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Mistruths, Insults from the Copyright Lobby Over HR 3699


As you know from my last post, I am staunch proponent of open access to scientific information, especially the variety that I paid for by virtue of taxation. The Research Works Act (HR3699) being proposed now will lock away taxpayer funded research from the hands of those whose hard-earned wages funded the research. It's really a no-brainer and the NIH compromise was generous, allowing publishers to make a profit from research works for a whole year, during the crucial access time for new articles. The AAP argument that they add value by administering peer-review is disingenuous at best, but insulting to the scientists that voluntarily staff their peer reviewer army. Researchers freely add-value to for-profit institutions through providing all peer-review services and assigning copyright to publishers. As Heather Morrison writes in her thorough dissertation on scholarly communication: "Giving exclusive copyright to any one party is arguably a disservice to all of the other parties who contributed to the research, or for whom it was conducted." Additionally, threats of job losses due to the NIH policy on open access are fear-mongering and taxpaying Americans should not have to bear the burden for their failure to innovate an outdated and inefficient mode of research communication.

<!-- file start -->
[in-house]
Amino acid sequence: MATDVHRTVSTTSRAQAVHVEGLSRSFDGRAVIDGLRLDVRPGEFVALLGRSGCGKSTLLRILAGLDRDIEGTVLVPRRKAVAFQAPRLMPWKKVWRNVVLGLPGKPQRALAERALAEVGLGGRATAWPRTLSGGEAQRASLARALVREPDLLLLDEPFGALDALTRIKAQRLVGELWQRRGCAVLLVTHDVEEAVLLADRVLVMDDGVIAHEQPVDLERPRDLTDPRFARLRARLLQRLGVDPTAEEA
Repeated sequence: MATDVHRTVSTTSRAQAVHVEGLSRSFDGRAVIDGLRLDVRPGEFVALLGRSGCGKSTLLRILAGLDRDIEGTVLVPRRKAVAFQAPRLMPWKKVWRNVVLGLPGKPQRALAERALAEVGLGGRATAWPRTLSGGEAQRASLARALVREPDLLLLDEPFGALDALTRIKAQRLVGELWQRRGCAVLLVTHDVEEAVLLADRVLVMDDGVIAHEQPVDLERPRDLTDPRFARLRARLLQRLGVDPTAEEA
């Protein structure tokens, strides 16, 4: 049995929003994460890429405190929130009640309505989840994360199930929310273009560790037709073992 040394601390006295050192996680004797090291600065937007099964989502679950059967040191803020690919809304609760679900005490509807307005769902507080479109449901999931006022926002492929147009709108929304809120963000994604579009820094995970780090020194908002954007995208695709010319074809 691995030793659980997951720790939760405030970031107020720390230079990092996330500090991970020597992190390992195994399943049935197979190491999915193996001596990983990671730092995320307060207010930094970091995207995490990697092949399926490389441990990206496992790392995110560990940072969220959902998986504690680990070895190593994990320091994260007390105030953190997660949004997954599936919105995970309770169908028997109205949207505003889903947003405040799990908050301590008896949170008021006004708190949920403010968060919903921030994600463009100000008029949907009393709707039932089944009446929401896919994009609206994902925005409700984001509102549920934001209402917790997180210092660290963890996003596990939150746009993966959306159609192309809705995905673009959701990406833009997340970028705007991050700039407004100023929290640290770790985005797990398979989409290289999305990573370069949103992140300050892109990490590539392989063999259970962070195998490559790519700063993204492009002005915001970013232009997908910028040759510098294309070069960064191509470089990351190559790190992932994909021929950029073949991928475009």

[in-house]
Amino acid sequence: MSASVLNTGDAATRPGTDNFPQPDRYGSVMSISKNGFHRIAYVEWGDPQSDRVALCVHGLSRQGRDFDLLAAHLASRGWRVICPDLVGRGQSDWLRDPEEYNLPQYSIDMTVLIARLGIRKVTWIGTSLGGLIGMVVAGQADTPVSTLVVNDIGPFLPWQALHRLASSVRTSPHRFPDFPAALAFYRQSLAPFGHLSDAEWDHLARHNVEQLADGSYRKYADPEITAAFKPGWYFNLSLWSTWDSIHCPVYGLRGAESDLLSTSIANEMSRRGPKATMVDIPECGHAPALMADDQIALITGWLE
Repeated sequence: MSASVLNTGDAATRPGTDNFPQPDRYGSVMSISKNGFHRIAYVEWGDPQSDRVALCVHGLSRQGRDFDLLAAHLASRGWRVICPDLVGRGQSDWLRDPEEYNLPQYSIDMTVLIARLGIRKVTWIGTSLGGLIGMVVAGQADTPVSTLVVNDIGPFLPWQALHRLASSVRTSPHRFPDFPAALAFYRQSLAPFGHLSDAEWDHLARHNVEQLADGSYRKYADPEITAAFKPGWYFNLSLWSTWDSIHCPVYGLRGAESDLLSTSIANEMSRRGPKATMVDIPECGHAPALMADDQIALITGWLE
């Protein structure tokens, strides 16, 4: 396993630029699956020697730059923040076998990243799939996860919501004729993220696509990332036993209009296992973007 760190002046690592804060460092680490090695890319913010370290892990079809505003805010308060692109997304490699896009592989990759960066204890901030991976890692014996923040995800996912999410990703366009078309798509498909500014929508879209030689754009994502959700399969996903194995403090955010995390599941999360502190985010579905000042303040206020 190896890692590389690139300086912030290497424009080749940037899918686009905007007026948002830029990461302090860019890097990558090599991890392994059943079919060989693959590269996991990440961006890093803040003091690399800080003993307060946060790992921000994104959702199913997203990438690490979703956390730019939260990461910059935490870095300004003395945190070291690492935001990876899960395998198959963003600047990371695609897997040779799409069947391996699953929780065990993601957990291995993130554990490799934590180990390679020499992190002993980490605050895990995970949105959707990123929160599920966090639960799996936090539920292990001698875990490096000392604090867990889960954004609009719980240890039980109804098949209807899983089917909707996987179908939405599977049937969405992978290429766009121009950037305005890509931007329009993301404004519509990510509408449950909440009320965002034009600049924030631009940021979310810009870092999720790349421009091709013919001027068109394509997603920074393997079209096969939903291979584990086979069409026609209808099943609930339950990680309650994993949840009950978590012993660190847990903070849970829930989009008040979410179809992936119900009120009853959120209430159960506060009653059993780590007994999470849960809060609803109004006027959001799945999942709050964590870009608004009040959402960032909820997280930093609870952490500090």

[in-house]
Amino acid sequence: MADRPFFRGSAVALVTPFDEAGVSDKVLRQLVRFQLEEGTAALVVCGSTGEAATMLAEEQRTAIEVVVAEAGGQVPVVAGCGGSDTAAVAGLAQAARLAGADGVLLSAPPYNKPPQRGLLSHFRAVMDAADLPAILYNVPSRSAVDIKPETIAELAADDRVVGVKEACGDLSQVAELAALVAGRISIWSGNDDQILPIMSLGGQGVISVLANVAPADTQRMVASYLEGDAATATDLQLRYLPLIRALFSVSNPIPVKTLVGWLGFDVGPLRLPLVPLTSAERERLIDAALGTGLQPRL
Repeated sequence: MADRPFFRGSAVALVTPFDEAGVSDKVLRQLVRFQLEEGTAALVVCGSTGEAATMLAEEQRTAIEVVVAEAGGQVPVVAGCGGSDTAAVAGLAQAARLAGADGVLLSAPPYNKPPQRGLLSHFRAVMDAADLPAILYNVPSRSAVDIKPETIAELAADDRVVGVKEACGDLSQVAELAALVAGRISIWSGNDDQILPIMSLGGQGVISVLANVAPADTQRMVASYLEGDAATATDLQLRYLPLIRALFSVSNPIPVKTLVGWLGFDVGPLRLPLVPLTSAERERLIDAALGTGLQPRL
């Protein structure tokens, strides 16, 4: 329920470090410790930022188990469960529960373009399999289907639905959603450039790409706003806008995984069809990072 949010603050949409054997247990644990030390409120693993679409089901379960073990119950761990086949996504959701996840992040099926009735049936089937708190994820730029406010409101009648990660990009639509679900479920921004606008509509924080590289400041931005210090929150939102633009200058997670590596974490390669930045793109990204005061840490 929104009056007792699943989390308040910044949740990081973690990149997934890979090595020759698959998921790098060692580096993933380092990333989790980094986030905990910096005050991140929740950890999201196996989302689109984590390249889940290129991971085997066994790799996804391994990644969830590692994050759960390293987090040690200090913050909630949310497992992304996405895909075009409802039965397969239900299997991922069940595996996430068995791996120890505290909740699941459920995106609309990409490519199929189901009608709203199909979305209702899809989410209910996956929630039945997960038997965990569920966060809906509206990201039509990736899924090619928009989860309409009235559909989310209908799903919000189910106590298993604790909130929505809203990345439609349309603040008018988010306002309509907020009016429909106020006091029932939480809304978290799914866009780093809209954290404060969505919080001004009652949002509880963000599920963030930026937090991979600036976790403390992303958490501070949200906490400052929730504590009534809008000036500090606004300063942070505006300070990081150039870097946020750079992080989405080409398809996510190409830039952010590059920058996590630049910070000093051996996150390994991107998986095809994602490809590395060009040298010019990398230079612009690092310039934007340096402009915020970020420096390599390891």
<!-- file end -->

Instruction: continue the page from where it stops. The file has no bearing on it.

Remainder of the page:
Of course, scientists are as much to blame. We buy into this crappy system, convince ourselves it works and refuse to consider alternative models cause such out-of-the-box thinking, while occasionally praised among scientists, is not rewarded by the system of tenure and promotion in academia. The paper becomes the final product, a measurable unit whose value is not in the contents it holds and the progress it promises, but whose value is characterized by unscientific traits such as the title of the journal that contains it and a useless metric with artificial flavoring that has a value in and of itself that is wholly irreproducible. The paper is NOT the final product. Science doesn't end at publication, it continues.